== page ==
Budgeting When You Lose Your Job

It’s a situation that we’d rather not think about, but that affects most of us at least once in our lives. Namely, the financial implications and struggles that result from losing your job. Unemployment requires you to adjust your life and often to make sacrifices. Reassessing your financial situation is a must. We look at budgeting when you lose your job. Here are some key things you could do to help your situation.

Revise your budget

It’s the obvious place to start, and it’s the most important step to take. Your budget after redundancy is likely to be lower than before it, unless you have been well remunerated on leaving your post. Re-evaluate your spending and identify where you can make savings. Begin by ascertaining what your income will be per month until you find another job. This income should combine redundancy pay, benefits and savings. Then go through all your spending and cut back wherever you can. Also determine, if you have savings, what slice of them you decide to use to get by until you source alternative employment.

Claim benefits 

If this is an option, you are fully entitled to claim for benefits. You need to check that the rules entitle you to them. Factors that decide this are numerous, including your redundancy payment, and any savings you may have. Depending on those factors, you may entitle yourself to a range of benefits, including jobseeker’s allowance. If you are not sure, visit your local job centre to find out what financial support you might be entitled to.

Manage any redundancy pay

It’s important to establish that you’ve paid the right amount of tax on redundancy payments. If you received less than £30,000, HMRC should not tax you, though these rules can change at anytime. If you are unemployed and feel you are entitled to a tax rebate, contact HMRC. You will likely have to complete a P50 form.I recently received arrears from an old job, and had to chase 40% of the amount that the taxman had taken. Deductions included pension payments, NI conts and a 40% tax deduction. Often emergency tax codes are used when payouts are made, so it is always advised you have been taxed correctly.
Also, a redundancy pay out can seem like a large amount of money when it lands in your bank account, but life’s costs will ensure it will soon whittle away. Ensure you put the money aside if you can, preferably somewhere that it can earn some interest. Never go on a spending spree if unsire where your next job is coming from.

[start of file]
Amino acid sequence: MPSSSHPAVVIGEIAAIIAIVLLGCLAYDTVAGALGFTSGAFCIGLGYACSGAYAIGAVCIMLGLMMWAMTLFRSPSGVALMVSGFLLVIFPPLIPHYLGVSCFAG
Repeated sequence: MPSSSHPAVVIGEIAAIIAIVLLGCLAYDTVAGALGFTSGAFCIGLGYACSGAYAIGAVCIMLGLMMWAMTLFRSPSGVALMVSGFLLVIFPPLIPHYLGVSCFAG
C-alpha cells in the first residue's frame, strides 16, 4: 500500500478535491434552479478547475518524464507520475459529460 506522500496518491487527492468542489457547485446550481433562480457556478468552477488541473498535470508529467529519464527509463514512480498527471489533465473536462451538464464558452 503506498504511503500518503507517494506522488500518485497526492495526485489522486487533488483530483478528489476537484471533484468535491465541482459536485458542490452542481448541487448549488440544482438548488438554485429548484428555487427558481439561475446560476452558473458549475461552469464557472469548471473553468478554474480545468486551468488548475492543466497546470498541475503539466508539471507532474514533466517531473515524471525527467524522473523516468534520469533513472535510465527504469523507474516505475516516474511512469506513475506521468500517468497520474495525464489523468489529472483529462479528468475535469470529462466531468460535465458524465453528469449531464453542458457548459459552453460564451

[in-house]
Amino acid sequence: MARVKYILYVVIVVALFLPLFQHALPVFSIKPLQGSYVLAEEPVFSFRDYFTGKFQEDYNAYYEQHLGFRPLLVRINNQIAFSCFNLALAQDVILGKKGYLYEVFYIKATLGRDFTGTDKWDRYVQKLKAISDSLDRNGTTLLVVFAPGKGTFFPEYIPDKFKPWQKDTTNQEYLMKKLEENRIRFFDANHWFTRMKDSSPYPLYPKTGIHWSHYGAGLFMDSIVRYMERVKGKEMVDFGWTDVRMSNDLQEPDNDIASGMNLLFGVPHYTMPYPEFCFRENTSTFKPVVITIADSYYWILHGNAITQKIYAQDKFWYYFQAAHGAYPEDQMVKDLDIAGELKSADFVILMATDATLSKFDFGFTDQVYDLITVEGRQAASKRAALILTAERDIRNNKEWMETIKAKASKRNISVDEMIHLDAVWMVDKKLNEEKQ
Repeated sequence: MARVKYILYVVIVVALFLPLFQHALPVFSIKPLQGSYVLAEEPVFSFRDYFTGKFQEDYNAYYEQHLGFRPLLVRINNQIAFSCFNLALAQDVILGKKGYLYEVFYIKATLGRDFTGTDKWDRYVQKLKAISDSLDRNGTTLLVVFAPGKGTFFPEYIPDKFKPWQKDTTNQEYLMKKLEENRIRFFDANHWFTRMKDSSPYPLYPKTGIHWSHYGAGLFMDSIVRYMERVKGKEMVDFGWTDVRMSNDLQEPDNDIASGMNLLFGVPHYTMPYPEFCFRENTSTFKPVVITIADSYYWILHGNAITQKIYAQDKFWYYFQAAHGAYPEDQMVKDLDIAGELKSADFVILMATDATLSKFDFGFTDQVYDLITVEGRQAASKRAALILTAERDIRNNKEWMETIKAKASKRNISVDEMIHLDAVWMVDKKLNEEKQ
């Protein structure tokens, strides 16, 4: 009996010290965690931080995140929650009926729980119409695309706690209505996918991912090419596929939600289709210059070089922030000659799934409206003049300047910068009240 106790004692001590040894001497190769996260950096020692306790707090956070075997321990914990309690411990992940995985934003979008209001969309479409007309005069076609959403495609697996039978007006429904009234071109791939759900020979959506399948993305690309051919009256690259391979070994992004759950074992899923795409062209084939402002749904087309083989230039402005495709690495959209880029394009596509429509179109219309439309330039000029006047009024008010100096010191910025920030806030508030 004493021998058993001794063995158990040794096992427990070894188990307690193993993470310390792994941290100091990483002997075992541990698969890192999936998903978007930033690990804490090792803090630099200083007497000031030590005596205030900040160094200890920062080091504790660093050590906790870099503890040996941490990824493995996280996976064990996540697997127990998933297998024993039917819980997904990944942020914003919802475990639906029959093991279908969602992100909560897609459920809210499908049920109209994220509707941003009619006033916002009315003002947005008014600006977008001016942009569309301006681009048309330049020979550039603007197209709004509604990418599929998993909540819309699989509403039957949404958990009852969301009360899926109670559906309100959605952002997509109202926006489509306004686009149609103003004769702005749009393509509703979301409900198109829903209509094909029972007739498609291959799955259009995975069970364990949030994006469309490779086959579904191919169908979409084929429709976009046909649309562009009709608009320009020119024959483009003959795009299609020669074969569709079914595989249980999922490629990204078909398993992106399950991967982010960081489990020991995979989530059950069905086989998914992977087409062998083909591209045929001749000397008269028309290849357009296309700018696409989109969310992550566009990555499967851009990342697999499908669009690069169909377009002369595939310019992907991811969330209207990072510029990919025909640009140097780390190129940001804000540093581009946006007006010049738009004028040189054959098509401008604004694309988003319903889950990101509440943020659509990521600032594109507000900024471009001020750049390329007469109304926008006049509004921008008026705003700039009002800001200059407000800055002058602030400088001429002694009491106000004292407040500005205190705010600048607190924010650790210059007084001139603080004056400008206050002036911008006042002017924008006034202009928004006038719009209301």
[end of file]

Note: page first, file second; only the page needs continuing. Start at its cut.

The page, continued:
Deal with debt

If an employer has ended your job, it is natural to feel stress about your financial situation. This is especially so if you hold debt. Turning a blind eye to your problems does not help anyone. you must deal with any issues head-on.  Firstly, prioritise those debts that are the most important and then allocate funds to pay the others where you can. Mortgage payments are a clear example of a priority. If you are struggling with a repayment, always speak to someone, be it a debt advisor, or the relevant lender. They can help restructure debt payments.

Do not continue to borrow

If you have debt, there is nothing to be gained by adding to it. The only plausible reason is if you are guaranteed new employment in the near future. Without that safety net, it is ill-advised to take on more debt. If you are struggling seek advice once more, and see if friends or family can assist you in the short-term.

Find a new job

Simple! Of course it is not that simple, but it is important that you try and get new work as soon as possible. Do not use a redundancy pay off as an excuse to have some time off. You will soon get yourself in a rut. you will soon run through those funds. Ensure that you get back into employment as soon as possible. Check websites. Check employment agencies. go to the jobcentre for advice and listed jobs. Update your CV. Contact employers directly and enquire about opportunities. Show willing, and you increase your chance of getting a new job.

Stay disciplined

If an employer offers you a job, that is great. But you should consider enforcing the same strict conditions on your budgeting for a while longer. This is especially true if whilst employed you depleted your savings, or increased your debt. Stay strict, and win back your losses. Once you are in the clear, you can resume your previous lifestyle.